It takes a lot to render me speechless, but I must have sat there in stunned silence for what seemed like an hour (but was probably closer to 2 seconds) before I managed to stammer my excellent, eloquent response:

"Wh . . . wait, she's what?"

When I walked into her room to see her the next morning, she looked right at me with a big smile on her face.  The only one in the room smiling bigger was her husband.  She was completely awake and alert, though she had no recollection of any of the events from the previous two days.  There was not a single sign that she had nearly died less than 24 hours prior, save for a few minor abrasions on her neck.

After consulting with a psychiatrist (obviously), I transferred her to the psychiatric ward the following day.  She clearly needed some major help, though not of the physical type, and much more specific aid than I am capable of offering.

While I thoroughly enjoy being right, sometimes I don't mind being wrong.  This was obviously one of those times.  But just how wrong was I?  Flat wrong?  Completely wrong?  100% wrong?  Categorically wrong?

Maybe.  But thanks to Teresa, I'll never again claim to be dead wrong.


  1. I recommend retaining it, not because I expect you to be dead wrong, but because I am sure someone who fails to meet the critical qualification to become your patient will because HE (or she) is "dead wrong" about the safety of an action.

    meanwhile, we have a similar state, which my father has trained me to avoid, known as "dead right" - which we apply to such situations as a person struck by a car while in a crosswalk.

    1. Mom always said, "yeah, they'll put it on your tombstone: 'But I had the right of way!'"

  2. (not to be confused with "Dead, Right There")

    1. There is no "like" or thumbs up button here, so I had to let you know that this made me laugh out loud.

  3. I hope her family doesn't attribute this to any higher power. :S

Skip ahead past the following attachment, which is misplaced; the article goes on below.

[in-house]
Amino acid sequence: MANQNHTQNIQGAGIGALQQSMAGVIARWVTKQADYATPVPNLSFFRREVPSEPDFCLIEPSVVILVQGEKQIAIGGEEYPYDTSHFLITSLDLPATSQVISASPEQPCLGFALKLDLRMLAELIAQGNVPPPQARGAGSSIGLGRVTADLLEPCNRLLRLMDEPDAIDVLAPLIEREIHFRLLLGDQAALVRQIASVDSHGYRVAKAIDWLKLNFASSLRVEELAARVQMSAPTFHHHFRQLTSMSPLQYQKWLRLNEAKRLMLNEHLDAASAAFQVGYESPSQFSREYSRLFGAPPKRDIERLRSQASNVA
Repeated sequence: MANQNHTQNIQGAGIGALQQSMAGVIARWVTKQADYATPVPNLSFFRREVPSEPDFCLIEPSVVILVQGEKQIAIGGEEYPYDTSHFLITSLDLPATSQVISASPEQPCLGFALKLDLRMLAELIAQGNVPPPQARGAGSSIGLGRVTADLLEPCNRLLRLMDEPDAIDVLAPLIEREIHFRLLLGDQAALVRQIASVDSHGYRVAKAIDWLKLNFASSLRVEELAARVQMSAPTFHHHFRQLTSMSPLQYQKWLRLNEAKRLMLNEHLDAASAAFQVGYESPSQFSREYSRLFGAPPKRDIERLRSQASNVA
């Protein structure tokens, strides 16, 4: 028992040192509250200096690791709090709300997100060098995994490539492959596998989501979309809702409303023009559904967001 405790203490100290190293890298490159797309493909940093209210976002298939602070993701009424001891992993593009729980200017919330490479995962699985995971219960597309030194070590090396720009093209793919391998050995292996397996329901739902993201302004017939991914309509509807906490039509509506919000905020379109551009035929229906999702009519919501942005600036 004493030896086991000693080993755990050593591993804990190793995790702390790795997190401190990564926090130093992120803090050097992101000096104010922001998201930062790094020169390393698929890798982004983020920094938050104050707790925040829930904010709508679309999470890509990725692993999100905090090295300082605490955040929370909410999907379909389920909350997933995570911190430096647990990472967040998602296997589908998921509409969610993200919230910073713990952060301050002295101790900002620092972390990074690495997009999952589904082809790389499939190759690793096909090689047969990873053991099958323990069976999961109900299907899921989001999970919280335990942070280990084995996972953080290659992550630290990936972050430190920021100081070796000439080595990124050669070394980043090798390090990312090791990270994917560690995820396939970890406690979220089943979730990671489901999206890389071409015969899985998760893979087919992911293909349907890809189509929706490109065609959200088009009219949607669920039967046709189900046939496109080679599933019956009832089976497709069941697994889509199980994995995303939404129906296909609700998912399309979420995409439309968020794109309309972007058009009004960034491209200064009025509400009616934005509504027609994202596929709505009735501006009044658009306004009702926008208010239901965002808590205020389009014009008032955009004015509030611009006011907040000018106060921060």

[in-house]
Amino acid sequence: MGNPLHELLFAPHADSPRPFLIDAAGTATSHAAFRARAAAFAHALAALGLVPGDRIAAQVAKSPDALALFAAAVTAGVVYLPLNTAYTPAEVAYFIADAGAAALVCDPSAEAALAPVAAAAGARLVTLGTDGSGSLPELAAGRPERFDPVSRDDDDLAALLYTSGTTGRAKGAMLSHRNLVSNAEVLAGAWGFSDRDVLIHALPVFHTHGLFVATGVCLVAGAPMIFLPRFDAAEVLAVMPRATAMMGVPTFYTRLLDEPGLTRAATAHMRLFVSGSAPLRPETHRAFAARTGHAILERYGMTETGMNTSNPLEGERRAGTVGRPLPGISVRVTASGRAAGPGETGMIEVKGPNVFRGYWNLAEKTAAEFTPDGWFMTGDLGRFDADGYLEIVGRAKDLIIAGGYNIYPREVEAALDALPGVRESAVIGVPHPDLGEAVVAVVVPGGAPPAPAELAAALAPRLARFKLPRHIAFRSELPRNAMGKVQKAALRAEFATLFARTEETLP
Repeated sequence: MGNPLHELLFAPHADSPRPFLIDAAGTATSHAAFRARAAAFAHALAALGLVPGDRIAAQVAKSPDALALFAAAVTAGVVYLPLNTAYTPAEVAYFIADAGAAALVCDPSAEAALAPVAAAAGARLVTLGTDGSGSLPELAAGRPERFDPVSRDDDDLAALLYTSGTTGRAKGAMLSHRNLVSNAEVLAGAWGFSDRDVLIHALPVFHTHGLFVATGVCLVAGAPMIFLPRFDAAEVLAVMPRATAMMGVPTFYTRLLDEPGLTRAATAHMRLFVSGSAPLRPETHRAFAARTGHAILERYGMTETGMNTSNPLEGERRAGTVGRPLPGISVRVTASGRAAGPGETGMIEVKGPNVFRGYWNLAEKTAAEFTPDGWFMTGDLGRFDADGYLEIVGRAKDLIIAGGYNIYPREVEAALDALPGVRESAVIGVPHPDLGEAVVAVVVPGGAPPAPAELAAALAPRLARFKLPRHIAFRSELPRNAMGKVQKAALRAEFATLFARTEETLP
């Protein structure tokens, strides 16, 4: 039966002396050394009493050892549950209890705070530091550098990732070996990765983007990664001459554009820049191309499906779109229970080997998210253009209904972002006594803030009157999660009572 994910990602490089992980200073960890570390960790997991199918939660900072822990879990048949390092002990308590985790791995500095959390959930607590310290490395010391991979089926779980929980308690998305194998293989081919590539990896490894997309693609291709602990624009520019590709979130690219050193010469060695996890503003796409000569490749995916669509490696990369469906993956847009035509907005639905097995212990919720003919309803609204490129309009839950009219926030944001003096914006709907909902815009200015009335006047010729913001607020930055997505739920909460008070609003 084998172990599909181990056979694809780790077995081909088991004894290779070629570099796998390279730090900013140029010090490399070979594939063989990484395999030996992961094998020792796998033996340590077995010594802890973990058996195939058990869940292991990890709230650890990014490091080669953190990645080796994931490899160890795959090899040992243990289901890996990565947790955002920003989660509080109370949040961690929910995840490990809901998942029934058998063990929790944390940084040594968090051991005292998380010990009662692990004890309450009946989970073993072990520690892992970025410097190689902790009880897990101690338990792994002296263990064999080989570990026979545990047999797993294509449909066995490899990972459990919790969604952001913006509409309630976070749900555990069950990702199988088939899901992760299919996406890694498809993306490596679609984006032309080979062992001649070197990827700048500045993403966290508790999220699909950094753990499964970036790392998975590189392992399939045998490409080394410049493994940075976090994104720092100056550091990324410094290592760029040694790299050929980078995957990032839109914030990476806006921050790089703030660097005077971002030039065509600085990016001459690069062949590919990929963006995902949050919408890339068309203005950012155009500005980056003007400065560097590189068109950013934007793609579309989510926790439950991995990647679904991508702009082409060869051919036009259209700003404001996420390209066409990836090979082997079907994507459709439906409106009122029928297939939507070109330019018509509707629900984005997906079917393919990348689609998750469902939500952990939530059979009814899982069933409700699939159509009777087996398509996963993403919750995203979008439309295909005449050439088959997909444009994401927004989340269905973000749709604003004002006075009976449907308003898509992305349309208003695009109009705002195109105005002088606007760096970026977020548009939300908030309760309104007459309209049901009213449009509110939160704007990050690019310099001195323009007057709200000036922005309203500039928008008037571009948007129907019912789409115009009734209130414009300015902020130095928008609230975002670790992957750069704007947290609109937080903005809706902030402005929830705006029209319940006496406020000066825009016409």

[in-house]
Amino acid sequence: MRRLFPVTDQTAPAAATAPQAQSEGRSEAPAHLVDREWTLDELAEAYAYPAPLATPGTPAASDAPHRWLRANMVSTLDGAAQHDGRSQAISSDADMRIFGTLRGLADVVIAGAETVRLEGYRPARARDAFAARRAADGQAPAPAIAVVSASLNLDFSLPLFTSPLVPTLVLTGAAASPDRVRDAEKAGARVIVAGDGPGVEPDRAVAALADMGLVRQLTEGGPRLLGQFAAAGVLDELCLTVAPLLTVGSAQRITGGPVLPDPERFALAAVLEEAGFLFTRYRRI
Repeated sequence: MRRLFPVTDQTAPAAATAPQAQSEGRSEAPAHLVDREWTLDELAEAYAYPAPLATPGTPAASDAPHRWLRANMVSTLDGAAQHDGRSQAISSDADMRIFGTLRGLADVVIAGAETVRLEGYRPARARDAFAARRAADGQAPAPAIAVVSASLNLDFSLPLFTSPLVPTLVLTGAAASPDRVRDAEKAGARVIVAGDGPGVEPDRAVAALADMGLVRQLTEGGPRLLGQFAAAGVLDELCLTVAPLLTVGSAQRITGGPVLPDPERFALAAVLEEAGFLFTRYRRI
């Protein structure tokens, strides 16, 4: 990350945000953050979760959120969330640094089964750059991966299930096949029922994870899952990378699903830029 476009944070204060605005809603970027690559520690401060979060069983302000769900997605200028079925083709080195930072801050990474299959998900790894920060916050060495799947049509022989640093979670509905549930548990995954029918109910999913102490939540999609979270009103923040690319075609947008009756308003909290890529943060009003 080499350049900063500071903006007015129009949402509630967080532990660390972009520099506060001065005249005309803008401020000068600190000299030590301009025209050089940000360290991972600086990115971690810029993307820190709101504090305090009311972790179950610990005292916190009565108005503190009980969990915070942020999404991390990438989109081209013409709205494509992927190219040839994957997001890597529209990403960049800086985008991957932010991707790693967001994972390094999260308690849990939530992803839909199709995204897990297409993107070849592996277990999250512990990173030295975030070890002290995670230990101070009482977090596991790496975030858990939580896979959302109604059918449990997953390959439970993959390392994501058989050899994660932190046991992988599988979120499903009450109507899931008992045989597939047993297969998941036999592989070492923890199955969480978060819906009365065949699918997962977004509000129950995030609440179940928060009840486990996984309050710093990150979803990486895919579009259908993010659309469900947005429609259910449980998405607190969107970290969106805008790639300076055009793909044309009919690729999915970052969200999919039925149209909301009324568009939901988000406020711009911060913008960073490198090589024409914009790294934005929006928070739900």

1. Honestly, why not? I'm irreligious, but if others take comfort from belief, why is that a bad thing? As long as it isn't taken to the extreme of "We don't need doctors or medicine, just prayer" (which is rarely the case), I don't see what harm it does believing that her second chance was due to a god, rather than luck or chance. In this case, it isn't ignoring the effort of a doctor, because as DB said, as far as he could tell, she was not going to recover. It was just one of those things that happens for unknown reasons. Who cares what they ascribe those reasons to?

    2. It's a good a reason as any. She's been given a second chance. The question of why is up to her to find the answer.

      To quote Life of Pi.
      "The world isn't just the way it is. It is how we understand it, no? And in understanding something, we bring something to it, no? Doesn't that make life a story?”

  4. This comment has been removed by a blog administrator.

    1. Anon - it was funny the first time, less so the second, and now it's just disgusting. Stop.

  5. Had an elderly status epilepticus en route to our ER have a respiratory arrest in the ambulance due to bensos via the Paramedics. I promptly intubated her on arrival. Had flack from the admitting Internist (WHY did you intubate her, she's old and has COPD ???!!!). He promptly extubated her, pumped her full of more bensos for intermittent seizures, and told her family she'd had a huge stroke precipitating the seizures, and would not survive overnight (no CT done). The look on his face when she slept off the bensos, sat up in bed and asked what was for breakfast ? - PRICELESS. She lived at home, happy, for another 8 years...

  6. Nothing to do with this posting, but I thought you might enjoy this link:
    Made me chuckle!